As Covid-19 continued to sweep around the world, and as many Kenyans and businesses continue to feel the heat, Absa Bank Kenya has been working towards easing pressure on its customers through the restructuring of loans and joining in the Covid-19 fight.
Since the advent of Covid-19 into the country, Absa Bank Kenya has offered loan relief and restructures totaling 57 billion shillings to customers, equivalent to 28 percent of net customer loans and advances.
The lender has also taking part in other response interventions such as the provision of Personal Protective Equipment (PPE) to public hospitals and psychosocial support for frontline health workers.
“The world is facing one of the most difficult challenges of our lifetime, one which governments, industries, businesses, and societies around the world were not sufficiently prepared for and whose full impact is yet to be understood,” said Jeremy Awori, Managing Director, Absa Bank Kenya PLC.
According to Jeremy, the management of the bank has taken the decision to increase credit impairment provisions to position itself for the uncertain future.
“The fortunes of the banking sector follow those of its customers and the broader economy and therefore 2020 will be a tough year for the sector. We believe we must help protect lives and livelihoods and that is why we have extended loan repayment holidays of up to 57 billion shillings in the first half,” he added.
The MD says that the evolving impact of the pandemic has required the lender to revisit its strategic priorities and that it is clear that greater priority must be given to capital and liquidity preservation.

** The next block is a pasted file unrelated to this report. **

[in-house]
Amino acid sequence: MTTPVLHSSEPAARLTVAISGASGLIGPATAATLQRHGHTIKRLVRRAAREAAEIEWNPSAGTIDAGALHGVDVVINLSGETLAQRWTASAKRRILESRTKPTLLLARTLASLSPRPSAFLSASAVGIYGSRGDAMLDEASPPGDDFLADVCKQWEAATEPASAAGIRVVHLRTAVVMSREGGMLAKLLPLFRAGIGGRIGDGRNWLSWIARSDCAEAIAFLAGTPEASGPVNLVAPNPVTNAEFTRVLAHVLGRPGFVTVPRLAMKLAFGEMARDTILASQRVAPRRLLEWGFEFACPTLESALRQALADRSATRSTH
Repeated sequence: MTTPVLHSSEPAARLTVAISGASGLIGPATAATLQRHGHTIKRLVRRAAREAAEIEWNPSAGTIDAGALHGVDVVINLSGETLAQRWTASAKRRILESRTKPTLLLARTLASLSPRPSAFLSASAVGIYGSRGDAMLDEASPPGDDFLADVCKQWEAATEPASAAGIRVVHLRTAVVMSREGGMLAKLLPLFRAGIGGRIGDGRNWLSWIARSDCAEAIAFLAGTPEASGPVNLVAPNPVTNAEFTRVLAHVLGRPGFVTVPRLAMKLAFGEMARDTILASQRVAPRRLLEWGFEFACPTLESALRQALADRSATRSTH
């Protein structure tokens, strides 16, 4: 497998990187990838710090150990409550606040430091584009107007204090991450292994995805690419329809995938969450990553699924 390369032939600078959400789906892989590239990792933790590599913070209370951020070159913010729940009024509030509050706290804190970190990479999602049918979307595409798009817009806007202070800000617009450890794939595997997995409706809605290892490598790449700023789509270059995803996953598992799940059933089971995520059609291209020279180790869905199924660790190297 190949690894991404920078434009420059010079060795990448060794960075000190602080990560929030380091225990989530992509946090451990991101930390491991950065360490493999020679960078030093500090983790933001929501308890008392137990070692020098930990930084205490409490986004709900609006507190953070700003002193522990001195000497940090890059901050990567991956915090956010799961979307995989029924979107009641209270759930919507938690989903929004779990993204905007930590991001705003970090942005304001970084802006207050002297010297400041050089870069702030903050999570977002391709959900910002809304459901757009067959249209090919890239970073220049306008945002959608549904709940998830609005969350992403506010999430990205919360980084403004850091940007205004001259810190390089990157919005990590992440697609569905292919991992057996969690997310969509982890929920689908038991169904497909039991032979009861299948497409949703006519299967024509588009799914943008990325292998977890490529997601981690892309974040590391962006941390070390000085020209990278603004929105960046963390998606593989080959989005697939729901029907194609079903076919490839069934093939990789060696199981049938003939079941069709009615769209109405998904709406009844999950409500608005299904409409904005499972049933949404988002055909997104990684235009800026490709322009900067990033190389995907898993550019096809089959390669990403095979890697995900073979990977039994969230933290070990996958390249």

“Our focus in the last few months has been to help our customers manage through the pandemic through various interventions such as loan moratoriums and restructures, fee waivers for digital transaction, capacity building for SMEs, and other Force for Good initiatives,” he said.
Mr. Awori was speaking during the release of the financial results for the first half of 2020. The lender has reported a half-year Normalised profit after tax of KES 1.2 billion.
According to the lender, the normalized performance excludes an exceptional item of 1.7 billion shillings which the bank incurred as part of the just-concluded separation project and brand transition to Absa.
The performance was significantly impacted by a 228 percent growth in impairment largely caused by increased provisions as customers struggled to keep up with loan repayments due to the economic effects of the Covid-19 pandemic.
Non-Performing loans remained broadly unchanged, an indication that the significant increase in impairment provisions is related to management overlay on performing loans.
Despite the raging effects of the pandemic, all business units remained profitable and resilient, registering growth on key lines, with Business Banking and Global Markets divisions revenue growing in double digits.
Total income grew by 3 percent to 16.8 billion shillings mainly driven by the growth of non- interest income, which was up 4 percent year on year.
Costs were well maintained, dropping by 3 percent year on year. Total assets grew by 11 percent year on year driven by growth in customer loans, investments in Government securities as well as other liquid assets.
Net Customer loans were up 8 percent to close at 202 billion shillings driven by key focus products namely General lending, trade loans, mortgage, and scheme loans that recorded strong growth year on year.
Interest income grew 2 percent from the prior year largely because of growth in the balance sheet and success in the management of the cost of funds. Customer deposits grew by 8 percent to 249 billion shillings with transactional accounts making up 67 percent of the total.